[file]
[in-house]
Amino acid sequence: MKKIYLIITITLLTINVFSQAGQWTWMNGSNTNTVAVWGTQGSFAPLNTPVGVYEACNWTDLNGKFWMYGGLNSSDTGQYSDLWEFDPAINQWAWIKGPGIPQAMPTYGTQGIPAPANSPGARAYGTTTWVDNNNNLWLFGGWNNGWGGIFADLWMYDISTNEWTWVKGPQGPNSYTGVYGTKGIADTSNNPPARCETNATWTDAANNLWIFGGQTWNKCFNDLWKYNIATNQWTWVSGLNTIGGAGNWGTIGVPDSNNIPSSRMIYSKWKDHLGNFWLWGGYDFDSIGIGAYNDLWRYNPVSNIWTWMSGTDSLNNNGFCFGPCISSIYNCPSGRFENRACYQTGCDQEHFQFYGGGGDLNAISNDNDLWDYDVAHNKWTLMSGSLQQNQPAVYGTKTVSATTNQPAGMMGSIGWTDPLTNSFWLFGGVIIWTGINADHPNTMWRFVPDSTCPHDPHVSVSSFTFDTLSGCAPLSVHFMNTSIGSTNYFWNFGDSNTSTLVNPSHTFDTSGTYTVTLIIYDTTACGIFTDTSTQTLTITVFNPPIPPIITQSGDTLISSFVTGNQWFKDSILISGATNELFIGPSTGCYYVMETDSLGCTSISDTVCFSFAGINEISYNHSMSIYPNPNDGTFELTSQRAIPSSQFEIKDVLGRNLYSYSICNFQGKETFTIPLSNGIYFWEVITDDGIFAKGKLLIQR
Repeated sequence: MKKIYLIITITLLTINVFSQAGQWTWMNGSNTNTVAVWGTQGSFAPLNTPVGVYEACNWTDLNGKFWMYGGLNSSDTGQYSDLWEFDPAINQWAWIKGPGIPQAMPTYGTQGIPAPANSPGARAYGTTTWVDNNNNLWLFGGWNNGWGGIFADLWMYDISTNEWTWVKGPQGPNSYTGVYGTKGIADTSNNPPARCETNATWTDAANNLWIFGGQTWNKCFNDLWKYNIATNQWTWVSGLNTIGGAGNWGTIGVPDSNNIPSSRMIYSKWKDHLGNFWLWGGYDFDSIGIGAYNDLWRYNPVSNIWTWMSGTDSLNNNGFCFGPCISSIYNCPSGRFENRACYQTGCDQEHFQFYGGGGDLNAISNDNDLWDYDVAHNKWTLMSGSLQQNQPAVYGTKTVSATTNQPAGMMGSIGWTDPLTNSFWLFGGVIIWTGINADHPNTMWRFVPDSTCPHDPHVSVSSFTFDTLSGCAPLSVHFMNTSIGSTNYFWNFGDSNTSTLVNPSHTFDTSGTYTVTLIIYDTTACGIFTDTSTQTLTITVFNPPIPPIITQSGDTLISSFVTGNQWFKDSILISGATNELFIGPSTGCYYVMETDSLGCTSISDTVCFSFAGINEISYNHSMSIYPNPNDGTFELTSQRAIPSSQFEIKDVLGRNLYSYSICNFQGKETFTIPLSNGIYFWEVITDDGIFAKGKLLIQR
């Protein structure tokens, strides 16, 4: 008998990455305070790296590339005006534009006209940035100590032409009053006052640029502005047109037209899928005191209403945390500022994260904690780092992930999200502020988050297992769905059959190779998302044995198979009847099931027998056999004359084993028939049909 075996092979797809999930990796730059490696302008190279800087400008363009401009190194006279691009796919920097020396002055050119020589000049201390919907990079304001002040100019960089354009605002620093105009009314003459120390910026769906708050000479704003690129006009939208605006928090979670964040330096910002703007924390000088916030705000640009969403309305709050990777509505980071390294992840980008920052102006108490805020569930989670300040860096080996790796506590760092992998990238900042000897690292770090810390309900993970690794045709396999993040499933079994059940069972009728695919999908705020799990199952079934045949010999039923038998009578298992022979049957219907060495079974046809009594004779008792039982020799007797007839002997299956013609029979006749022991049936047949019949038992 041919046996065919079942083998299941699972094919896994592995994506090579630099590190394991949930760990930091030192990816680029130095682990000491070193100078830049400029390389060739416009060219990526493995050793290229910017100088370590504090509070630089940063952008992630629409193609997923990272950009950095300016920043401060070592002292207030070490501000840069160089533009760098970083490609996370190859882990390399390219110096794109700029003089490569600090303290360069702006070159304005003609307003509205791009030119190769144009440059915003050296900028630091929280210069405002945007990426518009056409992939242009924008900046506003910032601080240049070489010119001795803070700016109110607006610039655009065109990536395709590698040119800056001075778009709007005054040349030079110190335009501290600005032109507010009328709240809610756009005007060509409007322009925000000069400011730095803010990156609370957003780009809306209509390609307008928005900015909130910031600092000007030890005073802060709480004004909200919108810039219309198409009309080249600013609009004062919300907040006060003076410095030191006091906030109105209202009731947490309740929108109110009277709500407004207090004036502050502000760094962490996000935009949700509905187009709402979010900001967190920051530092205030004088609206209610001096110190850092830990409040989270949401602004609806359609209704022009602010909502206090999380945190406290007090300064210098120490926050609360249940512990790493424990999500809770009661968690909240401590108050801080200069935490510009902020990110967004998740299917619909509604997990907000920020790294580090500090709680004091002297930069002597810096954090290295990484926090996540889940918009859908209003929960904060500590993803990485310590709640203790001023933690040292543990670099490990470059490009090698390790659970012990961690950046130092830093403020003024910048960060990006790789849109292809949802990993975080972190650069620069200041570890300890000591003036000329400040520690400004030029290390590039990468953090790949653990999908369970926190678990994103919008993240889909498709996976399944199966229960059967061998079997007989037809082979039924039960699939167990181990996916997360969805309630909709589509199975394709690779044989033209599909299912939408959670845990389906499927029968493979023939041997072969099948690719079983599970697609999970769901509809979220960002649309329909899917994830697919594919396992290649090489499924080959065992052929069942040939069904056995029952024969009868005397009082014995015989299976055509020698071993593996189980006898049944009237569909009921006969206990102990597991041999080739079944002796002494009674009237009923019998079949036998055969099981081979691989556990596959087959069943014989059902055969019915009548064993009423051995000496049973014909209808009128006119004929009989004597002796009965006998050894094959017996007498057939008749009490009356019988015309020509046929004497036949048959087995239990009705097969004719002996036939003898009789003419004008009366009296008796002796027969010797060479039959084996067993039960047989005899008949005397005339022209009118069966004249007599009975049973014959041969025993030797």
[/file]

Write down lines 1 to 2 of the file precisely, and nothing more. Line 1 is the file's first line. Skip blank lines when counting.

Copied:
[in-house]
Amino acid sequence: MKKIYLIITITLLTINVFSQAGQWTWMNGSNTNTVAVWGTQGSFAPLNTPVGVYEACNWTDLNGKFWMYGGLNSSDTGQYSDLWEFDPAINQWAWIKGPGIPQAMPTYGTQGIPAPANSPGARAYGTTTWVDNNNNLWLFGGWNNGWGGIFADLWMYDISTNEWTWVKGPQGPNSYTGVYGTKGIADTSNNPPARCETNATWTDAANNLWIFGGQTWNKCFNDLWKYNIATNQWTWVSGLNTIGGAGNWGTIGVPDSNNIPSSRMIYSKWKDHLGNFWLWGGYDFDSIGIGAYNDLWRYNPVSNIWTWMSGTDSLNNNGFCFGPCISSIYNCPSGRFENRACYQTGCDQEHFQFYGGGGDLNAISNDNDLWDYDVAHNKWTLMSGSLQQNQPAVYGTKTVSATTNQPAGMMGSIGWTDPLTNSFWLFGGVIIWTGINADHPNTMWRFVPDSTCPHDPHVSVSSFTFDTLSGCAPLSVHFMNTSIGSTNYFWNFGDSNTSTLVNPSHTFDTSGTYTVTLIIYDTTACGIFTDTSTQTLTITVFNPPIPPIITQSGDTLISSFVTGNQWFKDSILISGATNELFIGPSTGCYYVMETDSLGCTSISDTVCFSFAGINEISYNHSMSIYPNPNDGTFELTSQRAIPSSQFEIKDVLGRNLYSYSICNFQGKETFTIPLSNGIYFWEVITDDGIFAKGKLLIQR